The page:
Afro Beats has also been able to reach a young audience. “It’s striking how young they are – when I do these Afro Beats events there’s thousands of people, and they’re all youngsters, really.”
One of the Afro Beats stars is D’Banj (mohitsrecords.com/d-banj) – a Nigerian rap star – who has been receiving attention for his song Oliver Twist.
The Afro Beats sound is also provoking a new interest in all things African amongst youth with African parents. This is a big change from when American “cool” set the trends. As DJ Abrantee notes, “the parents are really pleased, and proud, that their kids are all of a sudden embracing their culture. It didn’t used to be cool, but now they’re going through their parents’ record collections going, ‘Have you got this old song by Daddy Lumba?’.”
Some of the Afro Beats leaders include Sarkodie’s ‘U Go Kill Me’, Ice Prince’s ‘Oleku’, Atumpan’s ‘The Thing’, Castro ftAsamoah Gyan’s ‘African Girls’.
Afro Beat’s popularity in Britain has led to African artists collaborating with musicians in the UK. Afro Beats musician Sarkodie has collaborated with London-based artists Donaeo and Sway. DJ Abrantee sees this trend continuing and expanding. “You’re going to see more U.K. artists doing Afro Beats collaborations now,” he said.
Other Nigerian artists who have benefited from the increasing awareness are Wiz Kid, 2Face Idibia and P-Square (mypsquare.com).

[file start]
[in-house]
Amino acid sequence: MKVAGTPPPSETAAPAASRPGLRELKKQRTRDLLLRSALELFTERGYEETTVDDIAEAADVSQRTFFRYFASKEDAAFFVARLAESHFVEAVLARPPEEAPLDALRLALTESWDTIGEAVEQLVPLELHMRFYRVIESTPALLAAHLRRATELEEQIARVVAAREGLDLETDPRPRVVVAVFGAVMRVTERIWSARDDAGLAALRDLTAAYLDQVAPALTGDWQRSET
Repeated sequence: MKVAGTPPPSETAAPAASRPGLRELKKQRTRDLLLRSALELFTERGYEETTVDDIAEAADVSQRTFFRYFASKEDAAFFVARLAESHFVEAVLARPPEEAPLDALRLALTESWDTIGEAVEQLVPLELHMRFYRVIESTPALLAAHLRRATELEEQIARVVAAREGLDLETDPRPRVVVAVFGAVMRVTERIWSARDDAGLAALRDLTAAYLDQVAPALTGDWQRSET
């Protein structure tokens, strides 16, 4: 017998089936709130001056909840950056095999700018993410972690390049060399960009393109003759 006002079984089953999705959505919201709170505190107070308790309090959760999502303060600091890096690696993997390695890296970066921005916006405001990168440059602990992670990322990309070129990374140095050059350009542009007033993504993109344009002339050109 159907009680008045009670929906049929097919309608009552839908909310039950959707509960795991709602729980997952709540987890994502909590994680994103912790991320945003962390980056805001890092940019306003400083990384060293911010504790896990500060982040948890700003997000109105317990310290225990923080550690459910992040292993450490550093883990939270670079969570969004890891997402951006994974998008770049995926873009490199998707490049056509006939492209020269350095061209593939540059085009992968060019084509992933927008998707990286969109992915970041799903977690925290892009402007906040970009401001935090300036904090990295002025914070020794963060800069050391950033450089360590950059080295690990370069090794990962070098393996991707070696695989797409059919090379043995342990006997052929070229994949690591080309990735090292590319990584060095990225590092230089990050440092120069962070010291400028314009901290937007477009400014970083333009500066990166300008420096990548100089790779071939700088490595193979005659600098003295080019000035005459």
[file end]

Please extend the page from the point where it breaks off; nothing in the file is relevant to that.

Abrantee believes Ghana and Nigeria are having a big impact on the global music scene.
“The floodgates have opened. Music is always evolving, and everyone’s always looking for the next drug. Funky house has died out, grime is still there but it’s gone back underground, electro-pop’s got U.K. urban music in the charts, but that’ll die out, it’s got a short shelf-life. … and people are finally noticing I’m getting 3,000 people coming out to dance to Afro Beats.”
British-Ghanaian hip-hop performer Sway sees connections between Afrobeat and Afro Beats.
“Fela Kuti is obviously a massive legend in the game, and what he was doing is not too different to what D’Banj is doing now – taking western influences and adding them to African culture, and coming up with something new, that appeals to everyone,” he said.
And technology is seen as the binding element that is connecting African music and musicians to other scenes.
“African music in Africa is evolving in relation to what’s going on abroad too,” said Sway. “Via the Internet they’re picking up certain trends much quicker: so for example you have Auto-Tune and western styles of singing cropping up on all these Afro Beats tracks.”
And Sway believes the quality of production of African music has improved: “There’s been a serious change in the music coming out of Africa lately.
“The sound is heavier and clearer, the videos are better, there’s been a positive growth in the African music scene. It was just a matter of time before people paid attention.
“When you’ve got African swag and African traditions combined with up-to-date western styles, and singing in English, well – you’ve got a winning formula on your hands.”
1) Mongolian Rock Pop book: In the Mongolian language, this UNDP book details how pop musicians led on business innovation during the turbulent transition years of the 1990s. Website: http://www.scribd.com/doc/23917535/Mongolian-Rock-and-Pop-Book
2) Afrobeat: An interactive exploration of Afrobeat and its participants from National Geographic. Website: http://worldmusic.nationalgeographic.com/view/page.basic/genre/content.genre/afrobeat_686/en_US
3) DJ Abrantee: More from the champion of the Afro Beats scene. Website: http://www.abrantee.com
This work is licensed under a
Creative Commons Attribution-Noncommercial-No Derivative Works 3.0 License.